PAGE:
Society CPD-approves EEMUA's Mechanical Integrity training course.


The Engineering Equipment and Materials Users Association (EEMUA) became a corporate partner of the Society in March this year. It is a membership organisation working on behalf of companies where the common purpose is to generate income through the safe and secure operation of large physical assets.


As an industrial organisation, it deals in the engineering processes involved in managing the  ‘big physical bits of kit’ that can be found in power plants, chemical plants, manufacturing sites, energy transmission systems, refineries and many other industrial facilities.

Founded over 70 years ago, it has strong links with UK and international regulators and has published guidance documents that have been used as industry standards and regulations. Groups all over the world now access the recommendations that EEMUA produced last year through its working group in response to well-documented, high-temperature hydrogen attacks on critical pipework.


Since joining as a corporate partner, the Society has approved EEMUA’s 1- day Mechanical Integrity training course, confirming that it offers clear learning outcomes with high standards and measurable results. EEMUA has also released a series of online e-learning modules, with new modules out soon, which can be accessed on its website.


Stefan Kukula, EEMUA Chief Executive, said: “Benchmarking our events to indicate they’re suitable for CPD is a priority for us. It is one big change in all industries, and it is signposted by regulators to be a contributory factor when keeping up to date with theory and good practice.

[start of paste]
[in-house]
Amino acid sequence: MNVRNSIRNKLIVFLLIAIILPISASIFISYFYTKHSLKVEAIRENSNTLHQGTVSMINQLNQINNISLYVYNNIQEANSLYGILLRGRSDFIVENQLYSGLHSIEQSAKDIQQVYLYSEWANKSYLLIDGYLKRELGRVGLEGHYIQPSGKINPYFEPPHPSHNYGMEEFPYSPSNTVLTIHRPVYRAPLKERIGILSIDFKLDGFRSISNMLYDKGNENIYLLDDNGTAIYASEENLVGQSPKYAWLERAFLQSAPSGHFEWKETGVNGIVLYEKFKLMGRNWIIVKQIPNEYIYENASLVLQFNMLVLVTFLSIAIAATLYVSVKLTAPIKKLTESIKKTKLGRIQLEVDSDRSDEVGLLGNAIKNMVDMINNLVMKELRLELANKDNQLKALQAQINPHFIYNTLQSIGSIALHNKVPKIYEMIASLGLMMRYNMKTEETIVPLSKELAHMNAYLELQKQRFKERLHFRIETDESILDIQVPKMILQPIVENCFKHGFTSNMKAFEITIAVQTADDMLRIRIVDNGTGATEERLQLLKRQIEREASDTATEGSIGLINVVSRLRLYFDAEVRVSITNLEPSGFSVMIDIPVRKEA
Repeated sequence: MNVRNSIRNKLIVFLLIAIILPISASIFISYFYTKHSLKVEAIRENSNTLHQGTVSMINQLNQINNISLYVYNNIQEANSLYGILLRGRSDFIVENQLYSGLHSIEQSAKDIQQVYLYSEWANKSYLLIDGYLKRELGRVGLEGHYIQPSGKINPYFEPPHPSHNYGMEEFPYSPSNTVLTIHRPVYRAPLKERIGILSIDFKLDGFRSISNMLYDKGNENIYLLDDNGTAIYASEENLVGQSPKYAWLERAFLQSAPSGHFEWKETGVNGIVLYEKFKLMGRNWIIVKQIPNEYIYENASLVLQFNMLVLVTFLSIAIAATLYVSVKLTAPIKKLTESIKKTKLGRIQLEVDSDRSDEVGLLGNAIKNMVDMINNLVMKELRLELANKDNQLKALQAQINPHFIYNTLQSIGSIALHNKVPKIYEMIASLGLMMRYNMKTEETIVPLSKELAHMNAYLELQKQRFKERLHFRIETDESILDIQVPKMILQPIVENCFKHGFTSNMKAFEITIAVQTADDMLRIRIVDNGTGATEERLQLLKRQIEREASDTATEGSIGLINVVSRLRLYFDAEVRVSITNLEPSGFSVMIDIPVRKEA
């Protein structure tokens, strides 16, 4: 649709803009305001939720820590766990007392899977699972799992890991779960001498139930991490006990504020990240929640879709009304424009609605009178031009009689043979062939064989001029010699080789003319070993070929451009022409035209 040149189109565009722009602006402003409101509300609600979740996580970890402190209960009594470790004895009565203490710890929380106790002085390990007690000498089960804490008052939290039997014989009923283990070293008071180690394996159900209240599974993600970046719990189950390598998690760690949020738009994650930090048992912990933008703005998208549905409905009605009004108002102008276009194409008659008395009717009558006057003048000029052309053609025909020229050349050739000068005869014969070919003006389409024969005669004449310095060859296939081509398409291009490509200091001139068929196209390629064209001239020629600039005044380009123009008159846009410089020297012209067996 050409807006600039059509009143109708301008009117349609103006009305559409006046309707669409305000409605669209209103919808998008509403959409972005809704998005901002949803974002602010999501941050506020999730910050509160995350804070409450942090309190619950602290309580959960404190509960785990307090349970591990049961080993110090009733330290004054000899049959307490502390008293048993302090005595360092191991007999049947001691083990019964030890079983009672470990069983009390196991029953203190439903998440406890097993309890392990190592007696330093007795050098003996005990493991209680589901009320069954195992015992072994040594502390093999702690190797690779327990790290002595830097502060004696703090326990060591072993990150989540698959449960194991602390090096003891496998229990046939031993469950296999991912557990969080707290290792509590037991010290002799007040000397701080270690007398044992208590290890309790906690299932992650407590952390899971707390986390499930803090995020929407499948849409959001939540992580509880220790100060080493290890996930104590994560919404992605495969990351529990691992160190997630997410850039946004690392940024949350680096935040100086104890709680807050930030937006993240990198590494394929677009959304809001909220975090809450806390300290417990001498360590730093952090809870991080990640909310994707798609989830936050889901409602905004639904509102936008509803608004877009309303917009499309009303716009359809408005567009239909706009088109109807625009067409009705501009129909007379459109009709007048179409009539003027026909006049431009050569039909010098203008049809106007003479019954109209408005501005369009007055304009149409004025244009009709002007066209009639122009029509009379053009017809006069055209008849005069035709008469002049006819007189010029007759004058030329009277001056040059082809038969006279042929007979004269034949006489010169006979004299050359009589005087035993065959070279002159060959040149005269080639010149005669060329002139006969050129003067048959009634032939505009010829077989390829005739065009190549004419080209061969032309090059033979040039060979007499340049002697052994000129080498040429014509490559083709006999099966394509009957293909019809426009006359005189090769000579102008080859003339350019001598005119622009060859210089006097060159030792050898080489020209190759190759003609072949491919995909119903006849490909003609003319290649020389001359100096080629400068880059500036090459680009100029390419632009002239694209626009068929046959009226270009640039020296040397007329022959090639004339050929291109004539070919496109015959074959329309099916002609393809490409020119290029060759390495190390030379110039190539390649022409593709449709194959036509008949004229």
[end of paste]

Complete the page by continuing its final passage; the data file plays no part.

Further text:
“There is always a root cause of incidents, and we offer training and events that can help guard against it. To have the base line set by a body like SOE for its members to show that this training will help you, is a great benefit to people working in the industry,” added Stefan.

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EEMUA’s purpose is to represent the voice of the user through its four pillars of membership: training, regulations, standards and guidance. Further challenges have arisen by expanding to overseas territories, such as negotiating the hierarchy of standards in other jurisdictions. But its fundamental aim to increase operational safety and efficiency – for the plant, people and the environment – remains constant anywhere in the world.

“We deal with organisations’ corporate entities, but they are made up of people on the ground. There’s a good mesh with SOE in this key area – particularly with operations engineers and engineer surveyors. There are important crossovers in what we do and what we provide. It made sense for us to make that connection,” said Stefan.

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